Small Businesses and Social Media – Yay or Nay?

Could your small business improve by using social media?

The majority of small businesses seem immune to the lure of social media. A potentially grisly mistake costing them $$$.

Hiscox, a small business insurance provider, polled 304 business leaders on their feelings and business uses of social media sites in June, according to Mashable.com.

The poll resulted in 64 percent of small business leaders checking social media off as something unnecessary and something they had no opinion about, according to eMarketer.com.

No opinion? Well, your (potential) consumers certainly do have an opinion.

“I usually look up a company to keep up on their deals and to watch for products,” Nicole Latti, Worcester, MA, wrote in a Facebook comment. “I’ve honestly only run into (the problem of no corporate Facebook account) once and I was really surprised. I feel that most companies have a Facebook now and to see one without was rare and disappointing.”

Consumers are using Facebook to check up on the brands, products and companies they buy or may buy from. As discussed in Facebook: A Popular Destination for Retail Promotions, 56 percent of consumers admit to using retailer’s Facebook page to keep track of promotions and products, according to Compete’s Online Shopper Intelligence Study.

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Facebook: A Popular Destination for Retail Promotions.

Facebook dominates as the leading social networking space.

According to The Pew Research Center’s Internet & American Life Project, 92 percent of social networking site users use Facebook. In contrast, 29 percent of #SM media users use MySpace, 18 percent use LinkedIn and 13 percent use Twitter. (For those of you interested, here is a link to the complete report).

An even greater statistic to marketers?

Social media consumers use these platforms regularly. The report states 52 percent of Facebook users and 33 percent of Twitter users engage with the sites daily. Adults, 35 and older, using the internet have doubled since 2008 and the numbers are only going to continue to rise.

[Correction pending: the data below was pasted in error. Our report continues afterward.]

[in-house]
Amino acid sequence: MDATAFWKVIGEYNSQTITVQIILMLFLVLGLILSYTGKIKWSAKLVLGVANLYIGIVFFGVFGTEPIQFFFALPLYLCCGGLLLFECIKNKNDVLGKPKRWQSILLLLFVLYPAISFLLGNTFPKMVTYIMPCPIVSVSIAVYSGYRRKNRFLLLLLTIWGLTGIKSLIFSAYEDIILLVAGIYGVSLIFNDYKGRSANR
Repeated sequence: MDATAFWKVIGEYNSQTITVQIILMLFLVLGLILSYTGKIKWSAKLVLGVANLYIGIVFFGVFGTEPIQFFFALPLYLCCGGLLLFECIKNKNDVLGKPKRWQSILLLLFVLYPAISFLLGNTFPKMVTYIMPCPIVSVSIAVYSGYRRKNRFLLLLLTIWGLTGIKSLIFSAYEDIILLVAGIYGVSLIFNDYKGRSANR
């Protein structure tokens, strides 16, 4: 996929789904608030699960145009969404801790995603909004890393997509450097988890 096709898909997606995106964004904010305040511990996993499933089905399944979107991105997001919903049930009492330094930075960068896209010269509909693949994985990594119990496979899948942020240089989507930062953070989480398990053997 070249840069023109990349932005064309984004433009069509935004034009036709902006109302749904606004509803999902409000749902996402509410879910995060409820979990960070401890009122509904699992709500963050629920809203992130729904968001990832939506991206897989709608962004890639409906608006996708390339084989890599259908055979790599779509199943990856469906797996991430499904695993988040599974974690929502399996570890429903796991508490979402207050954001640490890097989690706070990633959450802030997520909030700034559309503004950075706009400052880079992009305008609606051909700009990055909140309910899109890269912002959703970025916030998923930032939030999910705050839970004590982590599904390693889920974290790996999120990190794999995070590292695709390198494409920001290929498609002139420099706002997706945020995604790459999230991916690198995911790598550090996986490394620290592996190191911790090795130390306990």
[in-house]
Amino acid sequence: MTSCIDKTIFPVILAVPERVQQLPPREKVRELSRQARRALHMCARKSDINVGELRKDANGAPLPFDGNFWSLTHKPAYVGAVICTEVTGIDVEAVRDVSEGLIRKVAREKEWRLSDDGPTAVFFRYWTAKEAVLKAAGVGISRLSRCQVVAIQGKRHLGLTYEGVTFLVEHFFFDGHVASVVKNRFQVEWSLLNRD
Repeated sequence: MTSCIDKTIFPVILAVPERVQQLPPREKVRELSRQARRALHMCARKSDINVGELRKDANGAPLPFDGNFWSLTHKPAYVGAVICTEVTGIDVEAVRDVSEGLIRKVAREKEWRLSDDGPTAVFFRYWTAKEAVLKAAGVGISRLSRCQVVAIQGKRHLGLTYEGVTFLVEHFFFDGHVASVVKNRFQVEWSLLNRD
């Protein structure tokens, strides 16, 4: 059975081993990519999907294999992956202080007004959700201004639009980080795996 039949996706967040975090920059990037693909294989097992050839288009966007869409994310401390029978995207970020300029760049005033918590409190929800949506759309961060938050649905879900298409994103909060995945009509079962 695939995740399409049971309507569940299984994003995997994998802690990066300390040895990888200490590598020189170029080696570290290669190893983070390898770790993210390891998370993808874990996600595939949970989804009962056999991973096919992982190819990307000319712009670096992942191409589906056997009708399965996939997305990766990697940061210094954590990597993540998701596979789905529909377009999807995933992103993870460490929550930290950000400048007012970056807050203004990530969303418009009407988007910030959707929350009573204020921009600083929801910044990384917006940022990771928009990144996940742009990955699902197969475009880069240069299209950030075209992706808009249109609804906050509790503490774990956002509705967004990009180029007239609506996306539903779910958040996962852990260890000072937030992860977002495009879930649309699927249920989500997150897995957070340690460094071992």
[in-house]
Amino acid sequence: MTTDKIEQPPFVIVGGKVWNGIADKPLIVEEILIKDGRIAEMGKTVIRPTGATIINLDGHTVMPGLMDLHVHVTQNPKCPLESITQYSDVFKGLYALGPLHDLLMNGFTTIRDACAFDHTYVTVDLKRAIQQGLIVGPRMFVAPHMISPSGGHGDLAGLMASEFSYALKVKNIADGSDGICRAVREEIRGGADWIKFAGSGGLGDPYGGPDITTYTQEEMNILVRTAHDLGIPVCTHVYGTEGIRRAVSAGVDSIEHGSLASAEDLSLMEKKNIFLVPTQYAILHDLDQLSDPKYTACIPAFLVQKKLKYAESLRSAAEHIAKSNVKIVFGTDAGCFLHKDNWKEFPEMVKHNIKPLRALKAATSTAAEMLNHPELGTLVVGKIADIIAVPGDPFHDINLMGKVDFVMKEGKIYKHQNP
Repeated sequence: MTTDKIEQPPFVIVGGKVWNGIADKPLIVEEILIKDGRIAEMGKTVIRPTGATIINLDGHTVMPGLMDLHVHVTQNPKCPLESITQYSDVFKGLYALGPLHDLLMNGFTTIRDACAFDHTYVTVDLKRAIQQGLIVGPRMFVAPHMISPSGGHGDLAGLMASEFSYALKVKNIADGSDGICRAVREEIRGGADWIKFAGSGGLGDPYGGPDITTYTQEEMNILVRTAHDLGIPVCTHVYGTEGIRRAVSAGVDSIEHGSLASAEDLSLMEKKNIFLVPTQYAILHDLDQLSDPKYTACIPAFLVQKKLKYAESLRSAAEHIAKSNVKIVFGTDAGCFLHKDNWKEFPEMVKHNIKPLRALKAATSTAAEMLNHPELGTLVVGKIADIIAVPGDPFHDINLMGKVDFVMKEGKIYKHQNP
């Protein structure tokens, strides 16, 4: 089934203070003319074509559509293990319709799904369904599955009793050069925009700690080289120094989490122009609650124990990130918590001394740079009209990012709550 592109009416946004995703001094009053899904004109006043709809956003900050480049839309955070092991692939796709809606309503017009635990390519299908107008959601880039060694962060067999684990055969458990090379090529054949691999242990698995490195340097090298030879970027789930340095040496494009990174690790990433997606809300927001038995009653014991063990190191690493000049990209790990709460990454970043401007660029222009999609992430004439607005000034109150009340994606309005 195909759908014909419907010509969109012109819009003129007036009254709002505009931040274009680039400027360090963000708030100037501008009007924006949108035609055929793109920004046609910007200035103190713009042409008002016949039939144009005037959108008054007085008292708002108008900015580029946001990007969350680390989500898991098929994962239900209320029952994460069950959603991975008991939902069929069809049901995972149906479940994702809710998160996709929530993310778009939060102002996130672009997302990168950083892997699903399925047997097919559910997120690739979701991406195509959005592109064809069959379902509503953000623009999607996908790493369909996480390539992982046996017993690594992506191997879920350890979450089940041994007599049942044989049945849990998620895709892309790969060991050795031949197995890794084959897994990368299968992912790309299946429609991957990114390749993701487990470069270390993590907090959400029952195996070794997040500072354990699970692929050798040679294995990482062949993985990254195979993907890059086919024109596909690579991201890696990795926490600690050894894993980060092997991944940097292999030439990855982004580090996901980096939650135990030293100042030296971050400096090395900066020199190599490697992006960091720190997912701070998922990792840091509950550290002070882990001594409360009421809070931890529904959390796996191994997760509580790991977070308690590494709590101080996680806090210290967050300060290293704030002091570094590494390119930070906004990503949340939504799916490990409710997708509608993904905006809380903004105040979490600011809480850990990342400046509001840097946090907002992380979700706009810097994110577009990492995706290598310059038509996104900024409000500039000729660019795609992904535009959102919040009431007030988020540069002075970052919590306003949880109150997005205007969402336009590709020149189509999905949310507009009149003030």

What this boils down to is a consumer market ready for interaction on social media spaces, especially on Facebook.

“Online consumers are now using retailer’s Facebook pages as online circulars to engage with brands online,” according to Compete’s Online Shopper Intelligence Study.

Compete’s report states that one quarter of consumers now visit an official Facebook page for a retailer or a product at least a month. With approximately 56 percent admitting to using a retailers’ Facebook page to keep up with sales or promotions.

A few Retailer and Product Example Facebook pages

“Our data show that Facebook pages can be a highly strategic and relatively low-cost marketing tool for retailers to engage with shoppers,” said Debra Arbesman, Compete senior associate, retail and consumer products. “Savvy retailers are now making Facebook pages part of an integrated online shopping experience, and we expect this model will take the industry by storm in the coming months.”

More than 20 percent of consumers said Facebook pages have been “influential” or “extremely influential” in making a purchasing decision. (Just remember, social media sites for retailers can be good or bad. Having a poor social media presence is worse than having none).

Original photo courtesy of media.giantbomb.com

When’s the last time you’ve seen a T.V. commercial or print ad without mention of a Facebook page?

Are you more prone to visit the retailer or product website or their Facebook page? These are all questions we ask ourselves when hearing such significant statistic analysis on “our” habits.

Do you find yourself in any of the categories listed below?

I know I do.

Graphic courtesy of Compete.com

 

Digital Media Education Dedication

Photo courtesy of sonicko.com

I remember a time when the tools were just there to be used without purpose or strategy. That the conversation alone was sufficient. Now, strategic measures are necessary to promote messages and information along the inter-webs. Introducing new tools, new messages and new methods to communicate the news or to market your brand.

Two way conversation between consumer and producer – through tools such as Twitter, Facebook, blogs and video – are beneficial and necessary in today’s current communication’s world. To build connections, consistent posting and interaction are key to build my professional brand.

In pursuit of a greater brand image, I’ve developed my Twitter account, bought my own domain name brand, jkumor, and increased posting frequency. I’ve learned how to link articles and create video shorts.